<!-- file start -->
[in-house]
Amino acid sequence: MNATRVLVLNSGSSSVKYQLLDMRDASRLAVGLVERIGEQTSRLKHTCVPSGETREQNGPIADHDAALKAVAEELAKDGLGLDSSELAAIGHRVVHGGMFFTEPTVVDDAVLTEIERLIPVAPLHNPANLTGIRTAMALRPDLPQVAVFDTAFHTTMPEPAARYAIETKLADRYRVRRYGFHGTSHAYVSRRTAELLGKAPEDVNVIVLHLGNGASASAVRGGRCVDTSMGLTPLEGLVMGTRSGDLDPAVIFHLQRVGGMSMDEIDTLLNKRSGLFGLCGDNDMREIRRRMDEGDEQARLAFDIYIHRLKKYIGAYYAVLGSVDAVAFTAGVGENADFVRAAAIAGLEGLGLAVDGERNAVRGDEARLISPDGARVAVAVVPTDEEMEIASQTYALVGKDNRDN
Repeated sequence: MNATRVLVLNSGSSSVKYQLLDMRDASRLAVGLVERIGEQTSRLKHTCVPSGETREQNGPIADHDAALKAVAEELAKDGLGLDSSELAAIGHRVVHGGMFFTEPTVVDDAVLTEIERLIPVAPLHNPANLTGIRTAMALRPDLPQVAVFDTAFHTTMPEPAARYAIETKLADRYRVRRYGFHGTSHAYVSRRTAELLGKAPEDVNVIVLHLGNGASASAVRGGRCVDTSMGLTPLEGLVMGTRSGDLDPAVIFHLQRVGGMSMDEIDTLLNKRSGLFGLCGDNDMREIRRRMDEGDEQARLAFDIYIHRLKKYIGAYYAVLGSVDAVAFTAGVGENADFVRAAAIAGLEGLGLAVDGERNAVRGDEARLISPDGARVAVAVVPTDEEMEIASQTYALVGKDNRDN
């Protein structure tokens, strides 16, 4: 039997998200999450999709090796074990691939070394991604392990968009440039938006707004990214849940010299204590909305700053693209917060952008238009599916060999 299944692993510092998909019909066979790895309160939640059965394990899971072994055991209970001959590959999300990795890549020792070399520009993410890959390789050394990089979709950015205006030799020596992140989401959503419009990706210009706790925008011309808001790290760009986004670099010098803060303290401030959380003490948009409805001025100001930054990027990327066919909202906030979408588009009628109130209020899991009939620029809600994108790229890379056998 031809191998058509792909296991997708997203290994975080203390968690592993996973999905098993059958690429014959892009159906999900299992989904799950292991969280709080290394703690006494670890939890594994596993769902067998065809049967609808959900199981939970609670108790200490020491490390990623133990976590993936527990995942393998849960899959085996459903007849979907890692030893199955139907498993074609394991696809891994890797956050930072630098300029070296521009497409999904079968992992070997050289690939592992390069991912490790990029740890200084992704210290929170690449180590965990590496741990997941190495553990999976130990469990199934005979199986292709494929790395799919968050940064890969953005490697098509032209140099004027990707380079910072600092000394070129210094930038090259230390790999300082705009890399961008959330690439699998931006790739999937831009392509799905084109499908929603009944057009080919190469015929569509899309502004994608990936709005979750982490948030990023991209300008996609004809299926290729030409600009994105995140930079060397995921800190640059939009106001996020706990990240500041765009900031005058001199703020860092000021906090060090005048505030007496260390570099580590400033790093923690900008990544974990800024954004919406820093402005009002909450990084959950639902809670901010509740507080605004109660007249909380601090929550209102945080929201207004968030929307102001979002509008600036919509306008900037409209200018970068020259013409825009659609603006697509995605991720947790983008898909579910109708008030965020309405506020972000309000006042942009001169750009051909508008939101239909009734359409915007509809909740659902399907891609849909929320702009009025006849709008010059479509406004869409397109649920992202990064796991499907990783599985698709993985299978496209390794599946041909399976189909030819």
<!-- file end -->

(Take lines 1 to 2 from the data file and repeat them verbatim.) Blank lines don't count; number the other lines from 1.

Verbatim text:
[in-house]
Amino acid sequence: MNATRVLVLNSGSSSVKYQLLDMRDASRLAVGLVERIGEQTSRLKHTCVPSGETREQNGPIADHDAALKAVAEELAKDGLGLDSSELAAIGHRVVHGGMFFTEPTVVDDAVLTEIERLIPVAPLHNPANLTGIRTAMALRPDLPQVAVFDTAFHTTMPEPAARYAIETKLADRYRVRRYGFHGTSHAYVSRRTAELLGKAPEDVNVIVLHLGNGASASAVRGGRCVDTSMGLTPLEGLVMGTRSGDLDPAVIFHLQRVGGMSMDEIDTLLNKRSGLFGLCGDNDMREIRRRMDEGDEQARLAFDIYIHRLKKYIGAYYAVLGSVDAVAFTAGVGENADFVRAAAIAGLEGLGLAVDGERNAVRGDEARLISPDGARVAVAVVPTDEEMEIASQTYALVGKDNRDN